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The Science of Cannabinoid Receptors

The Science of Cannabinoid Receptors

What are Cannabinoid Receptors

Cannabinoid receptors are one of the most important parts of the endocannabinoid system (ECS), which itself is responsible for regulating an impressive number of important biological functions. Whether you choose to use a Full Spectrum or a THC Free CBD product, its interaction with the ECS is what results in CBD's therapeutic effects.

Put simply, cannabinoid receptors are the part of the ECS that sense the presence of cannabinoids; once they detect cannabinoids, they send a signal to the cell, which provokes a metabolic response specific to the area in which the receptor is located.

Existing research suggests that cannabinoid receptors play a vital role in maintaining homeostasis, the balance of biological functions that promotes overall health. In this sense, cannabinoid receptors are important for ensuring that our blood pressure, hormone levels, and virtually every other metabolic process remains within a narrow, healthy range.

Types of Cannabinoid Receptors

There are currently two known forms of cannabinoid receptor, though existing research indicates that there are likely other types as well. These receptor types play similar roles, but their primary locations and precise functions are distinct.

CB1 Receptors

CB1 receptors are located principally in the central nervous system (CNS). The vast majority of CB1 receptors are located in the brain, but studies have also found them present in the peripheral nervous system (PNS), which governs a wide variety of other bodily systems including the lungs, liver, kidneys, and reproductive organs. Depending on the species in question, the density of CB1  receptors in each system can vary significantly.

CB1  receptors were originally discovered in 1990, and subsequent research has determined that they play a role in memory formation and retention, motor functions, appetite regulation, perception of pain, sleep, and overall mood.

Activation of CB1  receptors has been shown to trigger a neuroprotective response in the body. This suggests that cannabinoids that interact with CB1  receptors may help to prevent or treat several neurodegenerative conditions, including Alzheimer’s disease, Parkinson’s disease, or multiple sclerosis.

CB2 Receptors

CB2 receptors are located principally in the body’s immune and gastrointestinal systems, with the majority located in the immune system. They are also present in the brain, but much less densely than are CB1  receptors.

CB2 receptors were discovered in 1993. Current research into the role and function of CB2 receptors is not as well developed as research focused on CB1  receptors. However, several important CB2 functions have been observed.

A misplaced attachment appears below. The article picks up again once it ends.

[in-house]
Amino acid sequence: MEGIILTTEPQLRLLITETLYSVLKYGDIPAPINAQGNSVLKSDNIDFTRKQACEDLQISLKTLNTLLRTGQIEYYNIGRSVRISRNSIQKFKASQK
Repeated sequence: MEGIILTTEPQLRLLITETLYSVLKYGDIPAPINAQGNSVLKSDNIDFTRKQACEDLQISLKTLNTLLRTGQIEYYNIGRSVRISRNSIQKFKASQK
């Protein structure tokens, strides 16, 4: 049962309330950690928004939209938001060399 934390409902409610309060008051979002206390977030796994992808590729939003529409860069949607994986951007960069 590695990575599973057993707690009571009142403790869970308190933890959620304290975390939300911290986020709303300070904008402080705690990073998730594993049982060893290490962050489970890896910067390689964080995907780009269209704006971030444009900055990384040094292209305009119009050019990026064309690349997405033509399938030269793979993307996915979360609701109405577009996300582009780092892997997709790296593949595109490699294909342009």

Activation of CB2 receptors has been shown to trigger an anti-inflammatory response in the body. Inflammation is an important bodily response, but an over-active inflammatory response can cause profound problems in the body. These findings suggest that cannabinoids that interact with CB2 receptors may be beneficial for treating inflammation-related conditions, including Crohn’s disease, inflammatory bowel syndrome, and arthritis.

How do Cannabinoid Receptors Function

Cannabinoid receptors sit on the surface of many types of cells in the body, “listening” for the presence of cannabinoids. The body produces its own cannabinoids, known as endocannabinoids, which help cells in the body communicate with each other and trigger important reactions for maintaining overall health. However, cannabinoid receptors also react to the presence of other cannabinoids, including CBD, CBG, CBN, and other phytocannabinoids (cannabinoids produced by plants).

When a receptor reacts to the presence of endocannabinoids or phytocannabinoids, it reacts by spurring the cell into action. Depending on the receptor, its location, and the type of cannabinoid detected, the resulting action can vary significantly.

Broadly speaking, endocannabinoid receptors often have the effect of halting or otherwise reducing the activity of overactive cells that are sending problematic signals to other parts of the body. For example, consider the function of brain cells (neurons):

Typically, neurons communicate with each other and with other parts of the body by releasing chemicals, known as neurotransmitters. The neuron that sends the message (the presynaptic cell) releases a neurotransmitter, and the neurotransmitter then travels across a gap (the synapse) towards its target destination (the postsynaptic cell). The postsynaptic cell then receives the message and provokes an additional response.

In general, this communication between neurons is unidirectional, so the presynaptic cell has no way of knowing whether its message was received, or if the postsynaptic cell will respond in the intended way. Under certain circumstances, this lack of feedback can lead to problems; for instance, the presynaptic cell may become over-excited, repeatedly sending out redundant messages that can clog up the works and cause issues for neuronal communication. Resolving issues of this sort is one of the key functions of cannabinoid receptors, and of the ECS generally.

When a postsynaptic cell needs to communicate a message back to a presynaptic cell, it does so by creating and releasing endocannabinoids from lipid precursors (fat cells). These cannabinoids then travel back to the presynaptic cell and attach to a cannabinoid receptor. Depending on the cannabinoid received, this will slow, accelerate, or otherwise alter new signals sent out by the presynaptic cell. Because such signals reverberate out to other cells and body parts, the resulting effects can be wide-ranging, and account for the various differences caused by cannabinoids like CBD or THC.

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